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‘Hindutva’ was propagated in Bengal in 19th century as a replica of Bharat Mata

29 October, 2020 15:21:18
‘Hindutva’ was propagated in Bengal in 19th century as a replica of Bharat Mata

According to Merriam-Webster’s Encyclopedia of World Religions, Hindutva is a concept of ‘Indian cultural, national, and religious identity.’ The term ‘conflates a geographically based religious, cultural, and national identity: ‘A true Indian is one who partakes of this Hindu-ness.’

Although India’s Constitution proclaims secularism, the country has long been plagued by sectarian violence between its Hindu majority and Muslim minorities. Scholars have examined and pointed out how the 1940’s Nationalist Movement and the 1947-Partition of the subcontinent laid the foundation for communal tensions, but the long-standing conception of India as a fundamentally Hindu nation has received less attention. But in order to trace the longer history  behind the animating tenet of contemporary Hindutva ideology, one needs to take a peek at colonial Bengal at the turn of 19th century to find out how Bengali novels played a central role in perpetuating , and at times, contesting this Hindu cultural imagining by strategically exploiting elements of indigenous oral and literary traditions. 

In 19th century, Bengal was the harbinger of Renaissance from where many aspects of modern India originated including the concept of Hindutva. The very word Hindutva, the concept of Bharat Mata and the Bande Mataram slogan were all products of Bengal that spread across the country. The origin of the notion that Hindus are in danger – the principal reason that led to the creation of right-wing Hindutva organizations – can also be traced back to Bengal.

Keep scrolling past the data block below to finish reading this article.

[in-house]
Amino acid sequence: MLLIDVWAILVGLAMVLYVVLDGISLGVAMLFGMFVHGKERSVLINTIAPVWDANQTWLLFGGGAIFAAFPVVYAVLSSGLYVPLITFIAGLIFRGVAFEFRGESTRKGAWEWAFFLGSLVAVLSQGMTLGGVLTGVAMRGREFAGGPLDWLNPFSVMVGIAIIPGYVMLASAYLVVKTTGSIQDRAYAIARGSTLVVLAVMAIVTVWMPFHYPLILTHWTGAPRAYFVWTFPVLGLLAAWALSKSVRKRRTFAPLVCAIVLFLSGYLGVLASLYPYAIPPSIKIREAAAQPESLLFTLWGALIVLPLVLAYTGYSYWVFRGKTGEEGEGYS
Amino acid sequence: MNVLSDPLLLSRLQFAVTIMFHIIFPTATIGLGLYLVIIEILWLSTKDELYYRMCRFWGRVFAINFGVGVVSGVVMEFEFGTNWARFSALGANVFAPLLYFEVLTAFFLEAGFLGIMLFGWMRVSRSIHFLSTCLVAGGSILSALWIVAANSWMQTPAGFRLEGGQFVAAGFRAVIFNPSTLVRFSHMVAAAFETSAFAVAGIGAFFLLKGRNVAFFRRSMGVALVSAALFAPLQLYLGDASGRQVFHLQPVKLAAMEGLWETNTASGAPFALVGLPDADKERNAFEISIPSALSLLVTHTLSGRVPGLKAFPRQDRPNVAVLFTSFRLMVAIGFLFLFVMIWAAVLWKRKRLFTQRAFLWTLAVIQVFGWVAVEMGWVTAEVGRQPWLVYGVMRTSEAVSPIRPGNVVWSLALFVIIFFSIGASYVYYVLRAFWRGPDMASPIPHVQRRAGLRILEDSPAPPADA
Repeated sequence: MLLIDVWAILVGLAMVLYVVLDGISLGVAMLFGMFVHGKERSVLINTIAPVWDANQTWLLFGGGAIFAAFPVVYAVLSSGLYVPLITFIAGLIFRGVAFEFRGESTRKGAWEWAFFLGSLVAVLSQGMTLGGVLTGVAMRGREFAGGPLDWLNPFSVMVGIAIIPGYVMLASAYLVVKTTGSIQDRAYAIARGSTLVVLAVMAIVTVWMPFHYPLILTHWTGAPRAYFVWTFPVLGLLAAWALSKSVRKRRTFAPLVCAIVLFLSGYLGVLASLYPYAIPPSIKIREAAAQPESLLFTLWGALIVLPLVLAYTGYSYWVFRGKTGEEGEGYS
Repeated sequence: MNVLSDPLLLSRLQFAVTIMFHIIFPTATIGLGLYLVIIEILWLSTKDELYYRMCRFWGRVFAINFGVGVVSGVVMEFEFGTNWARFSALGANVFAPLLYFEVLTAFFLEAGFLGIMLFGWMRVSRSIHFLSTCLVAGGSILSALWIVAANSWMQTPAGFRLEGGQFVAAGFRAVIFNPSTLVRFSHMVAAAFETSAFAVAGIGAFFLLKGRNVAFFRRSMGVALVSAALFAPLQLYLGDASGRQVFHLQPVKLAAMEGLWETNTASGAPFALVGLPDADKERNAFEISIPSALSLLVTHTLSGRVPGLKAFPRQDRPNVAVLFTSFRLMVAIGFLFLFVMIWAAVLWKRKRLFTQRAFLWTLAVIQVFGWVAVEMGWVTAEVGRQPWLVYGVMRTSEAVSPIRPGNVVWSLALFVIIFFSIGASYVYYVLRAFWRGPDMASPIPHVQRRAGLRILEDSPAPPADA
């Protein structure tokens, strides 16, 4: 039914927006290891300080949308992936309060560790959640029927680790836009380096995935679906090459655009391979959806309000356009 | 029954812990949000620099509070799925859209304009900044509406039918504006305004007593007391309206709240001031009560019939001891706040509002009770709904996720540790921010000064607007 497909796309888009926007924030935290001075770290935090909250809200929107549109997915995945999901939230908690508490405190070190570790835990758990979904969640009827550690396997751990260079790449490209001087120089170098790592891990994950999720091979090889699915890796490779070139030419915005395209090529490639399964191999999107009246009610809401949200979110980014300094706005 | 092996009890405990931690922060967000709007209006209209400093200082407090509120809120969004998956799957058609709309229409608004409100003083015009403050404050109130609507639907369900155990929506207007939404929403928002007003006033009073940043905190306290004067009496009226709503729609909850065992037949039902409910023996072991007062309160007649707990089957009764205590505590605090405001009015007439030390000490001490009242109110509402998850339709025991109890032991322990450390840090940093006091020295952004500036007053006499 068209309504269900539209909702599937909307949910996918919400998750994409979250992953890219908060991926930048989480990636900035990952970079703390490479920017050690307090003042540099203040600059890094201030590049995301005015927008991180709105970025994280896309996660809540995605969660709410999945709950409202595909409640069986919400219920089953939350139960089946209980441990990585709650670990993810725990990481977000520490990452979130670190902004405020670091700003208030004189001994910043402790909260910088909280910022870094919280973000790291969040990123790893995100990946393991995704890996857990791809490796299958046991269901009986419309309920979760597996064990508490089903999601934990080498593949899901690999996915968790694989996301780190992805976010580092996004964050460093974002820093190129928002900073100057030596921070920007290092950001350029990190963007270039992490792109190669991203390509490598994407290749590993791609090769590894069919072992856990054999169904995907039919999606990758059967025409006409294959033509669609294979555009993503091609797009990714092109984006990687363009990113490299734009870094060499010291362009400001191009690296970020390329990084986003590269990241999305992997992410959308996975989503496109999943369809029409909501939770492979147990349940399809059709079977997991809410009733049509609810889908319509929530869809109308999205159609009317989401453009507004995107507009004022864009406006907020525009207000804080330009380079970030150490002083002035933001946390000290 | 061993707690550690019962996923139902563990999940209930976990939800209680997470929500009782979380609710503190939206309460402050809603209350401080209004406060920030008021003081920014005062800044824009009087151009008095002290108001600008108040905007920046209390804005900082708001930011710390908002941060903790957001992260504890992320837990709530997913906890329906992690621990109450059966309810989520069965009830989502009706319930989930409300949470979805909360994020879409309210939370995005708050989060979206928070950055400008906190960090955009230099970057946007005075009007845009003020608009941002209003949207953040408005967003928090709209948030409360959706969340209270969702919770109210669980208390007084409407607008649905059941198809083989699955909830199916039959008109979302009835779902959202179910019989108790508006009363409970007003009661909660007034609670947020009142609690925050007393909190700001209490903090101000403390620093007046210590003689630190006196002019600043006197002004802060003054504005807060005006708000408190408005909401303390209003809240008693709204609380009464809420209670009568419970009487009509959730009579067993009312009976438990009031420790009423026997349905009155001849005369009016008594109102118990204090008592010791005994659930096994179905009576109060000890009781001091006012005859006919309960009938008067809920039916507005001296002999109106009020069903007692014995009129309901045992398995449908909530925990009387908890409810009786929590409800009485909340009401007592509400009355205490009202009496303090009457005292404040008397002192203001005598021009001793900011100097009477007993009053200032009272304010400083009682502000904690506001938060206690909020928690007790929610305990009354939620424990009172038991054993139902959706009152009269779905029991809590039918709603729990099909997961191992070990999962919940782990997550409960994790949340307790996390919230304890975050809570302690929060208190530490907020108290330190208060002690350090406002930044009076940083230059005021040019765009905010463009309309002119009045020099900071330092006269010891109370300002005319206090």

Hindu revivalism emerged in Bengal in the second half of the 19th century as a reaction to the influence of Western education and culture on the Hindu society during the first half of that century. The visualization and depiction of India as a ‘mother’ started gaining popularity during the late 1860s. The first published reference to the coinage ‘Bharat Mata’ has been traced to a satirical Bengali book, ‘Unabingsho Puran’ (the 19th Purana), published in 1866 under the pseudonym of Krishnadwaipayana Vedavyasa. Bhudeb Mukhopadhyay, a scholar and writer, is generally regarded as its anonymous author. He was part of Bengal’s Hindu revivalism. 

Hindutva by Chandra Nath Basu

In 1867, Debendranath Tagore, along with poet-playwright-editor Nabagopal Mitra and essayist Rajnarayan Basu, organized the Hindu Mela, which was alternatively called ‘Jatiyo Mela’ (national fair). The fair was inaugurated with a patriotic song composed by Rabindranath’s elder brother Dwijendranath, addressing Bharat, the mother. ‘Malina mukhochandra, Maa Bharat Tomari’ (You look pale, mother India). Towards the end of the 1870s, Bankim Chandra Chattopadhyay penned the hymn ‘Bande Mataram’. The hymn became part of his landmark and controversial literary work, Ananda Math, published in 1882. It was a landmark for its literary value and social influence, and controversial for its anti-Muslim sentiment. Also, in 1882, an article titled ‘Bangalar Itihas Sanmandhe Koekti Kotha’ (a few words about the history of Bengal) appeared in ‘Bangadarshan’, a journal that Bankim Chandra himself edited. In the article, Bankim refused to accept the history of Islamic rulers as the history of Bengal. In the same article he called upon Bengalis to search for and chronicle Bengal’s authentic history. By Bengalis, he obviously meant Bengali-speaking Hindus.